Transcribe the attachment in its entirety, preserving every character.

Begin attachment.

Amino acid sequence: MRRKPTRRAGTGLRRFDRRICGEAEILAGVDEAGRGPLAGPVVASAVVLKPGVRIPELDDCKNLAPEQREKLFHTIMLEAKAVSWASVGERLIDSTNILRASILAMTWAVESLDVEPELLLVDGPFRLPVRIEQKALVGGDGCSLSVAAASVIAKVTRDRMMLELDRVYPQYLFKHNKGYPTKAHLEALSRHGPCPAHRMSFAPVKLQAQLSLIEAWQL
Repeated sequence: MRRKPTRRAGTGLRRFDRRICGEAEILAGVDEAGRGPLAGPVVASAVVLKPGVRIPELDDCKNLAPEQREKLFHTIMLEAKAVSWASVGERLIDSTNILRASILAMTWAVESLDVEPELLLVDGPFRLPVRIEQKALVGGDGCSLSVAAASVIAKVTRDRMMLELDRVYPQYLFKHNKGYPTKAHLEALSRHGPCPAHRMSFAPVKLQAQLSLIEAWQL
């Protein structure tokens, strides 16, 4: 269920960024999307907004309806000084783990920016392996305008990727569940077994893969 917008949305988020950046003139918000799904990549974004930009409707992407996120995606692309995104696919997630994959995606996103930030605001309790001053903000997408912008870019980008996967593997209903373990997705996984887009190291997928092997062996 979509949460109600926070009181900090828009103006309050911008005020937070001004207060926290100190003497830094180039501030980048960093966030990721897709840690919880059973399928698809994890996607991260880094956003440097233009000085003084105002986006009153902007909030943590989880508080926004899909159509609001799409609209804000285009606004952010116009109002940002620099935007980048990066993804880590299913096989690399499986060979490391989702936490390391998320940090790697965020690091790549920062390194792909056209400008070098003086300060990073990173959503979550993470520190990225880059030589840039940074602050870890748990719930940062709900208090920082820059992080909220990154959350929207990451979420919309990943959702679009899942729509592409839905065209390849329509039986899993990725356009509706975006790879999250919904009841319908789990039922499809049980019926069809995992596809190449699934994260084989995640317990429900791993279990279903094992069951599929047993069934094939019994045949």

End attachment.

Amino acid sequence: MRRKPTRRAGTGLRRFDRRICGEAEILAGVDEAGRGPLAGPVVASAVVLKPGVRIPELDDCKNLAPEQREKLFHTIMLEAKAVSWASVGERLIDSTNILRASILAMTWAVESLDVEPELLLVDGPFRLPVRIEQKALVGGDGCSLSVAAASVIAKVTRDRMMLELDRVYPQYLFKHNKGYPTKAHLEALSRHGPCPAHRMSFAPVKLQAQLSLIEAWQL
Repeated sequence: MRRKPTRRAGTGLRRFDRRICGEAEILAGVDEAGRGPLAGPVVASAVVLKPGVRIPELDDCKNLAPEQREKLFHTIMLEAKAVSWASVGERLIDSTNILRASILAMTWAVESLDVEPELLLVDGPFRLPVRIEQKALVGGDGCSLSVAAASVIAKVTRDRMMLELDRVYPQYLFKHNKGYPTKAHLEALSRHGPCPAHRMSFAPVKLQAQLSLIEAWQL
């Protein structure tokens, strides 16, 4: 269920960024999307907004309806000084783990920016392996305008990727569940077994893969 917008949305988020950046003139918000799904990549974004930009409707992407996120995606692309995104696919997630994959995606996103930030605001309790001053903000997408912008870019980008996967593997209903373990997705996984887009190291997928092997062996 979509949460109600926070009181900090828009103006309050911008005020937070001004207060926290100190003497830094180039501030980048960093966030990721897709840690919880059973399928698809994890996607991260880094956003440097233009000085003084105002986006009153902007909030943590989880508080926004899909159509609001799409609209804000285009606004952010116009109002940002620099935007980048990066993804880590299913096989690399499986060979490391989702936490390391998320940090790697965020690091790549920062390194792909056209400008070098003086300060990073990173959503979550993470520190990225880059030589840039940074602050870890748990719930940062709900208090920082820059992080909220990154959350929207990451979420919309990943959702679009899942729509592409839905065209390849329509039986899993990725356009509706975006790879999250919904009841319908789990039922499809049980019926069809995992596809190449699934994260084989995640317990429900791993279990279903094992069951599929047993069934094939019994045949």